Thursday, 13 March 2008

Brass (not a review)

Martin Wallace's game Brass is one of the games I will play almost any time. I really enjoy it, but it hits the points that I enjoy in a game. One of my gripes about Industrial Waste is the need to get orders to get income form your developed factory. I enjoy building up my super factory, but the day-to-day drag of actually getting orders isn't as fun.

Brass gives you all the fun of running several industries, but once you have a market for your goods, you never have to go through the bother of selling from that factory again. You keep selling from that factory (since your income is permanently increased), but you don't need to concern yourself with such low-level details.

The most important action (in my opinion) that you can take in this game is development. And that is implemented in a staggeringly unintuitive manner (flipping tiles off of stacks). The best payoffs (in points) come with the more developed industries, but they tend to give the worst income boost. It seems hard to evaluate, but I guess that's a good thing. Few businesses in the real world know exactly what the pay off for R&D investment will be.

The tension of this game lies in its limited actions and money. If you go for a cash strong approach to the game, then you should hope that shipyards are open when you need them (shipyards are a very good way to convert cash into points). You can almost always go for loans (and if you are feeling short on cash that is usually a good move).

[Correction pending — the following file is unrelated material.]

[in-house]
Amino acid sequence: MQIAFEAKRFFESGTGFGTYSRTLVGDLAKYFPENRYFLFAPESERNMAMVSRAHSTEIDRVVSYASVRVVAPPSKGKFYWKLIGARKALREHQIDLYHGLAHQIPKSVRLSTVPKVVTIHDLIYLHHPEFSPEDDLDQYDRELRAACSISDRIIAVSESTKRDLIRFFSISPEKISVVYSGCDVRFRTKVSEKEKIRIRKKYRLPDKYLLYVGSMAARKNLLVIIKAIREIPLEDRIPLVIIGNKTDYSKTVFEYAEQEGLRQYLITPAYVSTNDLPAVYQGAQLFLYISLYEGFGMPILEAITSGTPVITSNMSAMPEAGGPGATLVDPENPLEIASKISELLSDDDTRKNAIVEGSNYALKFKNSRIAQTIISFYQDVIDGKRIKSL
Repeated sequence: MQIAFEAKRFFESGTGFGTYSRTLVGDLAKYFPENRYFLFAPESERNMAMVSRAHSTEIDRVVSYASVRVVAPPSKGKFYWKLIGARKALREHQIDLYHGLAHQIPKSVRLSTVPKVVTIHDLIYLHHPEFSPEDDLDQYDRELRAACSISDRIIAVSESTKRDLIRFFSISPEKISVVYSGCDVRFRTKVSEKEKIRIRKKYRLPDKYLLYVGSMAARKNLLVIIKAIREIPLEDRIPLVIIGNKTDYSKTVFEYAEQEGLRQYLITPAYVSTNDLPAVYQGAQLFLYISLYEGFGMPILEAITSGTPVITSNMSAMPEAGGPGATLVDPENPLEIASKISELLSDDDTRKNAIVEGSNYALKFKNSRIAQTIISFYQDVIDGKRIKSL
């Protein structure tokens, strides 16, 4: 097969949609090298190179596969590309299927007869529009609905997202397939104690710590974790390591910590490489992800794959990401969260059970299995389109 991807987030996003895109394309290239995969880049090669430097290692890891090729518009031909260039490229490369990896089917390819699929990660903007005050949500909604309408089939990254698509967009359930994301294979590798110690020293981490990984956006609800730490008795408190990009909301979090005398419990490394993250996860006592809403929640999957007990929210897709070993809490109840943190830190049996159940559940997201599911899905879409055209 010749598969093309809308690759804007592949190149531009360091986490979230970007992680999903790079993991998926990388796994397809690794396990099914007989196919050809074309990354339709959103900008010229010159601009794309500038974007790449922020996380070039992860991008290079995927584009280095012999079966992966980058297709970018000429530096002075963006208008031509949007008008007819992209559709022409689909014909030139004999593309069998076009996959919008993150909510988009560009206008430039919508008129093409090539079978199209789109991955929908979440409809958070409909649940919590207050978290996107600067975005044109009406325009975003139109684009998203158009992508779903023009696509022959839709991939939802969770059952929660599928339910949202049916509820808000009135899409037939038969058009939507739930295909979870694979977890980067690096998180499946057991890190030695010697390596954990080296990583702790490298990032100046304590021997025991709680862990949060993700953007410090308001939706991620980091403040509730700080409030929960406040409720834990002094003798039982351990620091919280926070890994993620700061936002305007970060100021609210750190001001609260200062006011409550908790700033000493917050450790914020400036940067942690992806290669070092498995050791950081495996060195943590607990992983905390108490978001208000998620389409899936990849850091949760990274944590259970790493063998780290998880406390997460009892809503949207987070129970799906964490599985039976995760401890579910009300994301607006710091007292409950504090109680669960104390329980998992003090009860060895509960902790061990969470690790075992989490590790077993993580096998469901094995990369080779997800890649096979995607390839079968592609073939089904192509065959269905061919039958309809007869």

Brass is a hard game to learn, but I think that's mainly because a lot of the mechanics are new. Also the components lead people to think coal and iron are the same. They aren't, and the rules treat them differently. Although calling iron, "iron" is somewhat misleading since it represents iron works building steam engines and such.

I've played the game about ten times. The first few games were learning about how cards worked and where you could build (transporting coal/iron). The next few were learning the importance of loans. Then there was learning how important development was. The last few games have focused on transportation links.

There is a lot to this game, and even after all the times I've played it, I don't feel like I know it well enough to give a fair review. The best I can do is say that I've enjoyed every game win or lose (which is admittedly highly subjective).

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